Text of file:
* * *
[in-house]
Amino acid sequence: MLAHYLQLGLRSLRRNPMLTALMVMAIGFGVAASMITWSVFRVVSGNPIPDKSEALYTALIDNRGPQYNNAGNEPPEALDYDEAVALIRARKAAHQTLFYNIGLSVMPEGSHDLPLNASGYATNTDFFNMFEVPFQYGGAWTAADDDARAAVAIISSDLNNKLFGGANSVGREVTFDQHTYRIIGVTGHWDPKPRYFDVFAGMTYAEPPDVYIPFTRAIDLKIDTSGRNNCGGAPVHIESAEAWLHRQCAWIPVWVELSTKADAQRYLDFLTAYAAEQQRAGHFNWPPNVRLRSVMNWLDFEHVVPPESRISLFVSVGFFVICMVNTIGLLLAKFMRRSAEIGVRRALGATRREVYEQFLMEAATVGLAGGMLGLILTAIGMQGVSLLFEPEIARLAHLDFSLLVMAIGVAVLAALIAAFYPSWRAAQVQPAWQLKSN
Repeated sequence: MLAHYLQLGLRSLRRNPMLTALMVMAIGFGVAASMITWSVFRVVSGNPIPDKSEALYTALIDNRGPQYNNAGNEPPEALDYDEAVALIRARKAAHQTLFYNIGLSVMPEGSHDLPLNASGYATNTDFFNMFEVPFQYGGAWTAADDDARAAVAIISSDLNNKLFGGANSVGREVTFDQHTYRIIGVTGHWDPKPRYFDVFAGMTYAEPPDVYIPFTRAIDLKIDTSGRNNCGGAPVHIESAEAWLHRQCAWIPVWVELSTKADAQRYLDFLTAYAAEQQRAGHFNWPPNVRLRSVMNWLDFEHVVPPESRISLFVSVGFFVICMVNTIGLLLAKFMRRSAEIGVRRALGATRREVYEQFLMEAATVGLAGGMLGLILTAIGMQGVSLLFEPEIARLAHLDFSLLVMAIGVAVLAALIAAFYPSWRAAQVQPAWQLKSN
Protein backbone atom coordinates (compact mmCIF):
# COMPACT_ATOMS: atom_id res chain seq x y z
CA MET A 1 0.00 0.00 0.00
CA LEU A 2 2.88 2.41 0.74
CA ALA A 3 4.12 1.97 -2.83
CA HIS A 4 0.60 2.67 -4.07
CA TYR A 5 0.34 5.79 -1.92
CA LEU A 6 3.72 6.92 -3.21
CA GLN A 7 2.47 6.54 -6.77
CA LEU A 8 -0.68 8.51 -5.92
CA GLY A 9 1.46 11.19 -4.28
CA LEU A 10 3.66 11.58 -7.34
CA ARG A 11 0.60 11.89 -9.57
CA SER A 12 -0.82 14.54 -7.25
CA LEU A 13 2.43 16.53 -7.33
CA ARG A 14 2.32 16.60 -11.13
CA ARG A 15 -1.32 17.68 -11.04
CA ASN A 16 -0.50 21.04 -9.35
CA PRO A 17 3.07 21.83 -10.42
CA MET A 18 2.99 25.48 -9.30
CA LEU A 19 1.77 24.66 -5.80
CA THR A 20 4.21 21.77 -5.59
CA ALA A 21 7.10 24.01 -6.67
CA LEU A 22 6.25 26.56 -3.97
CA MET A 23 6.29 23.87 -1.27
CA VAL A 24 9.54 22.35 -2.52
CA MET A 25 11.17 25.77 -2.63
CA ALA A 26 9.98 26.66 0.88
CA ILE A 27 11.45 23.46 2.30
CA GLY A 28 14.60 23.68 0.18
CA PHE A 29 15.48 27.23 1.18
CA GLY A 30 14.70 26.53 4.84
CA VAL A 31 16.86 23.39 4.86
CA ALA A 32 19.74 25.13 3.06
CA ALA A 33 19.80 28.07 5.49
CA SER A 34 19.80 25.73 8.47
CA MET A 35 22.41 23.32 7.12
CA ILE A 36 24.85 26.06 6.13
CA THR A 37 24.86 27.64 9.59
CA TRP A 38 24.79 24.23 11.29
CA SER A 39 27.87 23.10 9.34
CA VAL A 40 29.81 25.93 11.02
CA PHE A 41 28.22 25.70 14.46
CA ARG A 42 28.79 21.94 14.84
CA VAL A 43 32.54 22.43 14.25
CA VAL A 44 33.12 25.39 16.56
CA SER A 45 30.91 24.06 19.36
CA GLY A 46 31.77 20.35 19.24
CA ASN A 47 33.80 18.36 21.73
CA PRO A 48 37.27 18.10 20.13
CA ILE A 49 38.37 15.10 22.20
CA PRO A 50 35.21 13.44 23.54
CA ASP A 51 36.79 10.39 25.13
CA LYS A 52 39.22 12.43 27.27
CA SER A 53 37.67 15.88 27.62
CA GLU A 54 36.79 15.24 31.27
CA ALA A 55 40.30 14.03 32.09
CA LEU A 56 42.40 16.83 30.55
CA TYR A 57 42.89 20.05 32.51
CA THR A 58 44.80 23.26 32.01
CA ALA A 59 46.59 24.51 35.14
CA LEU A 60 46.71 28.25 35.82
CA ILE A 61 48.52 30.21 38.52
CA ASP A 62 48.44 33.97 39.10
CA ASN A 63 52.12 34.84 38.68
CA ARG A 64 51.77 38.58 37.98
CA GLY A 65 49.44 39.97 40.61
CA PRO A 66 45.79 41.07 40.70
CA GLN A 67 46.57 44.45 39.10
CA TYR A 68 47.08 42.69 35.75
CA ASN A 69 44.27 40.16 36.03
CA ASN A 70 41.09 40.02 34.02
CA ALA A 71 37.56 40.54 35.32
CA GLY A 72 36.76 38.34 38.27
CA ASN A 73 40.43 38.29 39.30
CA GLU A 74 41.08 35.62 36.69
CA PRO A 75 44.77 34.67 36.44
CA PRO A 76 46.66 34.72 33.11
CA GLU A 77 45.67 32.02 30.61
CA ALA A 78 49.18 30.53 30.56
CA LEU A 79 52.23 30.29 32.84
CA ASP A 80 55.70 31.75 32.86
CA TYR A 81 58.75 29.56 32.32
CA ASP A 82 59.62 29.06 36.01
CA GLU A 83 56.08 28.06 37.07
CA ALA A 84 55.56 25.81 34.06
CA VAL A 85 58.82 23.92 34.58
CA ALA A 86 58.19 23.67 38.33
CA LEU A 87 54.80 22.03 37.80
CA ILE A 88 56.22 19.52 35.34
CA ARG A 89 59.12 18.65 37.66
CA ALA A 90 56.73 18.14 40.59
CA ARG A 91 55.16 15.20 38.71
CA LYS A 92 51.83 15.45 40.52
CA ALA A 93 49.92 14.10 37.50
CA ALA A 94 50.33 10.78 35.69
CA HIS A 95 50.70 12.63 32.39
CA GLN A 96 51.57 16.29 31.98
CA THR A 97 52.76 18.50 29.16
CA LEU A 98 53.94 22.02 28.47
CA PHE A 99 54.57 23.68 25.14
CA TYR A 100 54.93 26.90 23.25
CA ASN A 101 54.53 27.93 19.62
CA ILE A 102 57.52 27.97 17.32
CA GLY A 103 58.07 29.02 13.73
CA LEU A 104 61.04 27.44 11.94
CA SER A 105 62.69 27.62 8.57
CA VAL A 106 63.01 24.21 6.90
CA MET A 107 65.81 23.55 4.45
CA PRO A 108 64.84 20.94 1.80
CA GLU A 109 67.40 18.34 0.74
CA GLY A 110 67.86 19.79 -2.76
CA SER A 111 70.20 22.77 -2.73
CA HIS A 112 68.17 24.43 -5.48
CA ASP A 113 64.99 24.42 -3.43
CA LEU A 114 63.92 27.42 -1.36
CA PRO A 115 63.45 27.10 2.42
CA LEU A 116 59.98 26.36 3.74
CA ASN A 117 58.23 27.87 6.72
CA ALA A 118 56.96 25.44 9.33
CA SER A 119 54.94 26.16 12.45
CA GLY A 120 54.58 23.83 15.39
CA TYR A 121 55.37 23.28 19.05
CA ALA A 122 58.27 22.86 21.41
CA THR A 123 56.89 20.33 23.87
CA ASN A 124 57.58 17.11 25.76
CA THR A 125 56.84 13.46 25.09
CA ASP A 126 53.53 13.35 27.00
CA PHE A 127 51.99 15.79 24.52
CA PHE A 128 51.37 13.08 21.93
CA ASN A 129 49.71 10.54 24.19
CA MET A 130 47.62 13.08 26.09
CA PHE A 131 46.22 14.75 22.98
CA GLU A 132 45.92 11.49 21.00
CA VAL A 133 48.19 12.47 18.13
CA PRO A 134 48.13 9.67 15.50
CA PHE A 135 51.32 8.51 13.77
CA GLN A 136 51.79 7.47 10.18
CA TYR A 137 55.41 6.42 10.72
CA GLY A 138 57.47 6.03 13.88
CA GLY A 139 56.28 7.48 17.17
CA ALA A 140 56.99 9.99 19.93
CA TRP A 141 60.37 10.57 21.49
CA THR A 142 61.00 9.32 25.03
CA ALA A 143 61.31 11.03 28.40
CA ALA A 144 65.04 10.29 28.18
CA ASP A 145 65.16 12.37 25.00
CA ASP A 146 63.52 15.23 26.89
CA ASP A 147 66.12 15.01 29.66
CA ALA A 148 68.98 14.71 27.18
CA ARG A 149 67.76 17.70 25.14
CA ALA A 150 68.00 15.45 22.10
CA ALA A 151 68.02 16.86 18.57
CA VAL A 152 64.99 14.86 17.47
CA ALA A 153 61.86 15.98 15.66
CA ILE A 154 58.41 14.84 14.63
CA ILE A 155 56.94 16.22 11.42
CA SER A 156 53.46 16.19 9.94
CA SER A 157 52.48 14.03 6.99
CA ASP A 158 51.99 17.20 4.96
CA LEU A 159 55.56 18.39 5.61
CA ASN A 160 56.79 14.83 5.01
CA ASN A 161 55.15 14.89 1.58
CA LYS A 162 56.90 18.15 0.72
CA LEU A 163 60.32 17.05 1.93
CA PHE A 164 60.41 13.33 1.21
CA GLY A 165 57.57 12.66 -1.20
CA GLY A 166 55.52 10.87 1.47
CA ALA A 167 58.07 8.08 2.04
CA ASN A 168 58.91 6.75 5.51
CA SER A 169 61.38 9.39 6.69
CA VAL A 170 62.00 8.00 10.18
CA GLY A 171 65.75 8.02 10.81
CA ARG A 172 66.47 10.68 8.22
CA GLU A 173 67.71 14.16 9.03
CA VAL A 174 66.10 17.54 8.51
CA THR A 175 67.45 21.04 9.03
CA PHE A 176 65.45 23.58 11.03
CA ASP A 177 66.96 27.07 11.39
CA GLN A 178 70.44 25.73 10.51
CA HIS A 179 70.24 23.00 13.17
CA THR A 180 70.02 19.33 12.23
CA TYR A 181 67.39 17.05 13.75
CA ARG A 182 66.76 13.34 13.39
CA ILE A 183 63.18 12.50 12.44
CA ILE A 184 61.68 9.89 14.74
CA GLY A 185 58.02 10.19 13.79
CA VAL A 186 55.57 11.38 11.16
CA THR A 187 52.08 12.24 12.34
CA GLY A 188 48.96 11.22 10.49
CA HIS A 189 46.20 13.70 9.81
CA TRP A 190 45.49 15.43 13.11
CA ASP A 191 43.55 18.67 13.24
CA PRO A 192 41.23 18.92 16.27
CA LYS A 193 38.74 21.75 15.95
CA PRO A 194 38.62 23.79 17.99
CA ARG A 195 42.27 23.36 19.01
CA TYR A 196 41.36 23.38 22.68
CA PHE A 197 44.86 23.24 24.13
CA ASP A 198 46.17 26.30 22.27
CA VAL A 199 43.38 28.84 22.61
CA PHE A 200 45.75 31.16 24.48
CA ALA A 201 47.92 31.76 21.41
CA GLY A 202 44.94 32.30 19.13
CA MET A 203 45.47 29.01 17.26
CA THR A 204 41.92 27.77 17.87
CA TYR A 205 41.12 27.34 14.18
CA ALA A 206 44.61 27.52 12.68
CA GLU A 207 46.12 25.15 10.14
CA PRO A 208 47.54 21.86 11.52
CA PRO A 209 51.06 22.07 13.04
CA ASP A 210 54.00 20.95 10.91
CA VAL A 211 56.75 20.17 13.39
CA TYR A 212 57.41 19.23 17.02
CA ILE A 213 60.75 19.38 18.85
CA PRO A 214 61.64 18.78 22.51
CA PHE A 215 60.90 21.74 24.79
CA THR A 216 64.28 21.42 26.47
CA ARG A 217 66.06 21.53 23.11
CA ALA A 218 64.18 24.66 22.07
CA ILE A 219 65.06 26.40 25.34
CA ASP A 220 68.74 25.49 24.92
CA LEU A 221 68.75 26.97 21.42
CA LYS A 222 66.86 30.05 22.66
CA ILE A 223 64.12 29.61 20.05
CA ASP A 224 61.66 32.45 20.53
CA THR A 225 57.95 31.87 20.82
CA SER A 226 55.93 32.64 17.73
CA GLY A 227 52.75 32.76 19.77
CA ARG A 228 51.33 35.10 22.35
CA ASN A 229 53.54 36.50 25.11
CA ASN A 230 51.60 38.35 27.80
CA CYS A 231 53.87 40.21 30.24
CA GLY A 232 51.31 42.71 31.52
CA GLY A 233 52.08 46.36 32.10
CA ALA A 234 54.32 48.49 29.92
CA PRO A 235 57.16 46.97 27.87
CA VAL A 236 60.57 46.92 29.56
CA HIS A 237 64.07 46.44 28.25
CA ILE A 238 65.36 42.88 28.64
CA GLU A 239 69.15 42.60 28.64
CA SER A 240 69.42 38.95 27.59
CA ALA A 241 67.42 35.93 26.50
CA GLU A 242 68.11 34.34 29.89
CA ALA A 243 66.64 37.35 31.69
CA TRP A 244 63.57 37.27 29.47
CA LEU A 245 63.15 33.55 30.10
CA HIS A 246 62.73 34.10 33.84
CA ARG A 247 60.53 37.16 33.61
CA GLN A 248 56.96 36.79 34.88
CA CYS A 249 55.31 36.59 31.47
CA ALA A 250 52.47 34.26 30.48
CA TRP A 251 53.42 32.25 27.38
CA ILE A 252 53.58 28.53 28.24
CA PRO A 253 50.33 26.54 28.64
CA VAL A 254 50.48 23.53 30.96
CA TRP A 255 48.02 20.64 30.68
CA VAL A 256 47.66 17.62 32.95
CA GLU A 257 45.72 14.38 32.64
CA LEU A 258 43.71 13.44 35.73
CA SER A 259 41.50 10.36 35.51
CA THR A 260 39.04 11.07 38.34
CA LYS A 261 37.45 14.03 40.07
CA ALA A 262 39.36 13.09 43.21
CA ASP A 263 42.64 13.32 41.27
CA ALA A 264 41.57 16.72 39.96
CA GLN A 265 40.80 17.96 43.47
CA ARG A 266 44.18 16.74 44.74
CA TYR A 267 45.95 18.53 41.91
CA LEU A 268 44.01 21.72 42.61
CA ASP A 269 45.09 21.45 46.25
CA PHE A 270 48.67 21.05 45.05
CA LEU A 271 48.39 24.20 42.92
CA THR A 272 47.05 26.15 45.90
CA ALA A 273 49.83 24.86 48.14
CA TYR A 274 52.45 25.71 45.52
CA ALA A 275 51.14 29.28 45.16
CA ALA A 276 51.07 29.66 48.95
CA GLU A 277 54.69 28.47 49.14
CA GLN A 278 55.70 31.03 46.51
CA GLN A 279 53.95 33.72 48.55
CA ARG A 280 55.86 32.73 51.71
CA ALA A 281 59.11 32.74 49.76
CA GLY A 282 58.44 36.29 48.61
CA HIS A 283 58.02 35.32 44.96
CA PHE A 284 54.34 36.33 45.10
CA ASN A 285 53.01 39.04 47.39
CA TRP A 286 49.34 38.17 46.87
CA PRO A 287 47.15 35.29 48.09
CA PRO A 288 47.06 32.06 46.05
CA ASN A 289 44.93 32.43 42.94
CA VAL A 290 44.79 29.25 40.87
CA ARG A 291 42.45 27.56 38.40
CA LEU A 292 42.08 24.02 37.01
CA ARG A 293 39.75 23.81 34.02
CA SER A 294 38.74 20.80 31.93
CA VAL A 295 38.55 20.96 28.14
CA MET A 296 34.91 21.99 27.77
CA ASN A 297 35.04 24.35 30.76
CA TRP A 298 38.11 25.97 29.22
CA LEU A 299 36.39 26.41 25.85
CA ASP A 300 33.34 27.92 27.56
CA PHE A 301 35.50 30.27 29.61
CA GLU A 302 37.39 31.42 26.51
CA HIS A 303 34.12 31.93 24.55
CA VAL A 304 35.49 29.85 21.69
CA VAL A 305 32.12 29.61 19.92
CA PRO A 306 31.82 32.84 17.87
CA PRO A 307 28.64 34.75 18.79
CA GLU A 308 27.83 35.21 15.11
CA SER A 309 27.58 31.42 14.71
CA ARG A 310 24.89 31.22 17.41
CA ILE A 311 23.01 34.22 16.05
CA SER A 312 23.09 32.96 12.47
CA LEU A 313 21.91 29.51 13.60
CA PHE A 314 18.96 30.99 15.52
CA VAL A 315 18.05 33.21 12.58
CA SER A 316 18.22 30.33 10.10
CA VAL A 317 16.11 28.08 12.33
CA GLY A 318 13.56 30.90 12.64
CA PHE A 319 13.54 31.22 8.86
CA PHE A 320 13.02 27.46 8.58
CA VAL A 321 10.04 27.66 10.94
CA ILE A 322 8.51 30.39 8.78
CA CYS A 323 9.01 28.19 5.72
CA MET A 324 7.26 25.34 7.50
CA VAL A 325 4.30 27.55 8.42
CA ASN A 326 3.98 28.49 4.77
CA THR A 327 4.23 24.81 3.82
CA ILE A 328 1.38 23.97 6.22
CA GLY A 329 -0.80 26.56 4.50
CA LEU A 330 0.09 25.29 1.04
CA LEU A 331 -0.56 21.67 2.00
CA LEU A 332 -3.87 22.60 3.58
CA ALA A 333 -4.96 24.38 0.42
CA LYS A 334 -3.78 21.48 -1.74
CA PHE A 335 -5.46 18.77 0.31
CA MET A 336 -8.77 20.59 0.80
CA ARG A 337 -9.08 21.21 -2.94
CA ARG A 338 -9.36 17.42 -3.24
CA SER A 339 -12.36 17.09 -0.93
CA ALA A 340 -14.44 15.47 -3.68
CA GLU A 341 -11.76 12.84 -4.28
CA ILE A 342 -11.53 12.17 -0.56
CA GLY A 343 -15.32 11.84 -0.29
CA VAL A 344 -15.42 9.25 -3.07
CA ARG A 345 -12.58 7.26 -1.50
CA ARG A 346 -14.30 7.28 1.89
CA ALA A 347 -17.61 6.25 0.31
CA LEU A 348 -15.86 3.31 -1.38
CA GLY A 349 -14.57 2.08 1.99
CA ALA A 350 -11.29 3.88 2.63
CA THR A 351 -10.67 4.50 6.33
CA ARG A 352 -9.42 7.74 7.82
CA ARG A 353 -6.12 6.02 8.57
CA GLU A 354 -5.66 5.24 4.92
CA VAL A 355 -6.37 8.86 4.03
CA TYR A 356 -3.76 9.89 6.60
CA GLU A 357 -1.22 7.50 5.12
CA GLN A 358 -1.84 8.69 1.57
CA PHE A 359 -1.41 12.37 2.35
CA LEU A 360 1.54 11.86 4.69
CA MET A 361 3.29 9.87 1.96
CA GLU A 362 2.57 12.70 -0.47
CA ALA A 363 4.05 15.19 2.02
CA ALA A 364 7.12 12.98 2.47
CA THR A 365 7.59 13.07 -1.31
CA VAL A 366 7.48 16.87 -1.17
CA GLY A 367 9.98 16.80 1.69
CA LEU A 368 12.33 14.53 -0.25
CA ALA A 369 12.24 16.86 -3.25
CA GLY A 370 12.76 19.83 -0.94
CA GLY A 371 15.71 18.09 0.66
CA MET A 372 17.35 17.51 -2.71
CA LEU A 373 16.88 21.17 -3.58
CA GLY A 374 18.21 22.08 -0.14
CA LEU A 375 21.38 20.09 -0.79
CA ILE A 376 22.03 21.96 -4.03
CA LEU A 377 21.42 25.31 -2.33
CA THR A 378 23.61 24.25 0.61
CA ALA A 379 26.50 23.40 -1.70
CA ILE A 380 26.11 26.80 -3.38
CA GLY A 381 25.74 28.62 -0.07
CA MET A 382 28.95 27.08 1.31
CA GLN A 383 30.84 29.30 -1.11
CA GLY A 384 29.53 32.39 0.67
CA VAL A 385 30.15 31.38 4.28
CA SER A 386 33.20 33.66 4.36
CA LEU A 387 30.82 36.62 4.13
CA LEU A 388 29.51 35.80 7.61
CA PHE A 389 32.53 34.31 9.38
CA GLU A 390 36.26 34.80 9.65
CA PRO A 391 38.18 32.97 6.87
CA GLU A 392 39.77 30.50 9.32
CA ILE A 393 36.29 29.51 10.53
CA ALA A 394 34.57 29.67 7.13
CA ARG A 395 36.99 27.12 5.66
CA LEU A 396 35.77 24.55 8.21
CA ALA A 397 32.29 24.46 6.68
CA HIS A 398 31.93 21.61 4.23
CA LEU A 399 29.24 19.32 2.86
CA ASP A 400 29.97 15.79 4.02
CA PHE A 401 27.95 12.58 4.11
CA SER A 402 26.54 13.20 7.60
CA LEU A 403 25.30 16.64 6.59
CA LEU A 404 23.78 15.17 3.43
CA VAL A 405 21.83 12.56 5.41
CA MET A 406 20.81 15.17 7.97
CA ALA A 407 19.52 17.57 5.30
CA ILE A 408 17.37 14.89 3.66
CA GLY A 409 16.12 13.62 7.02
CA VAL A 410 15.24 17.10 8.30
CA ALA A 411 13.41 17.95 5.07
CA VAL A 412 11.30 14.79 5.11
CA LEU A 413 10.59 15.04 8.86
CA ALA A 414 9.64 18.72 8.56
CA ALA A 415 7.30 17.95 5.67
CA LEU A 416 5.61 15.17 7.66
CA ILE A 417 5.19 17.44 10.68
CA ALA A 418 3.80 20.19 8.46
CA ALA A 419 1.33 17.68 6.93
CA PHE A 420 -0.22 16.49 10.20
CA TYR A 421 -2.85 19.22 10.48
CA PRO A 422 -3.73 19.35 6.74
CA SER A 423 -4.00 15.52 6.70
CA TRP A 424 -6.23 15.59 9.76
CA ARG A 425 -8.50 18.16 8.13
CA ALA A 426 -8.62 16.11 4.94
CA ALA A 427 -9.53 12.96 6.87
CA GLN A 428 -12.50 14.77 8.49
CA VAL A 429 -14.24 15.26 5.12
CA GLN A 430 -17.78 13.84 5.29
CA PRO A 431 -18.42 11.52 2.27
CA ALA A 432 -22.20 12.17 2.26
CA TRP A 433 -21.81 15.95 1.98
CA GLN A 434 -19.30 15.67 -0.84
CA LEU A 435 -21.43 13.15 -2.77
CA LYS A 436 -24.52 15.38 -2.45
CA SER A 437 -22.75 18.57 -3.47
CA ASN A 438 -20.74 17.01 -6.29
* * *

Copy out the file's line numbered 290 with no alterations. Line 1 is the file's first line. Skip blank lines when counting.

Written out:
CA ASN A 285 53.01 39.04 47.39